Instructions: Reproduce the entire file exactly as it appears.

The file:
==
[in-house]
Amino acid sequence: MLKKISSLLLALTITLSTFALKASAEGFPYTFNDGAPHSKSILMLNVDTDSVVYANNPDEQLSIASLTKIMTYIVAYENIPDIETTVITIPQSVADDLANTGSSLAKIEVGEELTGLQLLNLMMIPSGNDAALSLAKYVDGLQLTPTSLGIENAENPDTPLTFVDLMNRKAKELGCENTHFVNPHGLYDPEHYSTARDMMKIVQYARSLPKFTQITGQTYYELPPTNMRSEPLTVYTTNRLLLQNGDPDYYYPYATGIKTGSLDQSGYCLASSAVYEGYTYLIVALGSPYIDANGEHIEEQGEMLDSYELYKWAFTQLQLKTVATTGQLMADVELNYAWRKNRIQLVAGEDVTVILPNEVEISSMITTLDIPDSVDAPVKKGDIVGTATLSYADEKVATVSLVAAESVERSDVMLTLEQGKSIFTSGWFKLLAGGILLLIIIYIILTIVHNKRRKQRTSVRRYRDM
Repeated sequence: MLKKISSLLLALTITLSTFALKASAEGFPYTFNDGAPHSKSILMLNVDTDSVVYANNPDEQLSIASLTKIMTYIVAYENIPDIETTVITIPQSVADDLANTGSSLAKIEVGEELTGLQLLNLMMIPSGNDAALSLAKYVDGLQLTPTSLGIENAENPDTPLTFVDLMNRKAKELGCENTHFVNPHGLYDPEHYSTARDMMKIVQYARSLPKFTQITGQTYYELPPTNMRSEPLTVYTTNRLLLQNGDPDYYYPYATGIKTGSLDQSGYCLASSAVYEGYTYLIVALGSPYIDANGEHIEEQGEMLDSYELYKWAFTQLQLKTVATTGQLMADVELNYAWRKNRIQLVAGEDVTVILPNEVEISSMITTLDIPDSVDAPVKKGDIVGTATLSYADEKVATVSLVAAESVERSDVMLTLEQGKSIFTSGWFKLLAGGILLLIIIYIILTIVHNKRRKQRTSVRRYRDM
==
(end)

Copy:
[in-house]
Amino acid sequence: MLKKISSLLLALTITLSTFALKASAEGFPYTFNDGAPHSKSILMLNVDTDSVVYANNPDEQLSIASLTKIMTYIVAYENIPDIETTVITIPQSVADDLANTGSSLAKIEVGEELTGLQLLNLMMIPSGNDAALSLAKYVDGLQLTPTSLGIENAENPDTPLTFVDLMNRKAKELGCENTHFVNPHGLYDPEHYSTARDMMKIVQYARSLPKFTQITGQTYYELPPTNMRSEPLTVYTTNRLLLQNGDPDYYYPYATGIKTGSLDQSGYCLASSAVYEGYTYLIVALGSPYIDANGEHIEEQGEMLDSYELYKWAFTQLQLKTVATTGQLMADVELNYAWRKNRIQLVAGEDVTVILPNEVEISSMITTLDIPDSVDAPVKKGDIVGTATLSYADEKVATVSLVAAESVERSDVMLTLEQGKSIFTSGWFKLLAGGILLLIIIYIILTIVHNKRRKQRTSVRRYRDM
Repeated sequence: MLKKISSLLLALTITLSTFALKASAEGFPYTFNDGAPHSKSILMLNVDTDSVVYANNPDEQLSIASLTKIMTYIVAYENIPDIETTVITIPQSVADDLANTGSSLAKIEVGEELTGLQLLNLMMIPSGNDAALSLAKYVDGLQLTPTSLGIENAENPDTPLTFVDLMNRKAKELGCENTHFVNPHGLYDPEHYSTARDMMKIVQYARSLPKFTQITGQTYYELPPTNMRSEPLTVYTTNRLLLQNGDPDYYYPYATGIKTGSLDQSGYCLASSAVYEGYTYLIVALGSPYIDANGEHIEEQGEMLDSYELYKWAFTQLQLKTVATTGQLMADVELNYAWRKNRIQLVAGEDVTVILPNEVEISSMITTLDIPDSVDAPVKKGDIVGTATLSYADEKVATVSLVAAESVERSDVMLTLEQGKSIFTSGWFKLLAGGILLLIIIYIILTIVHNKRRKQRTSVRRYRDM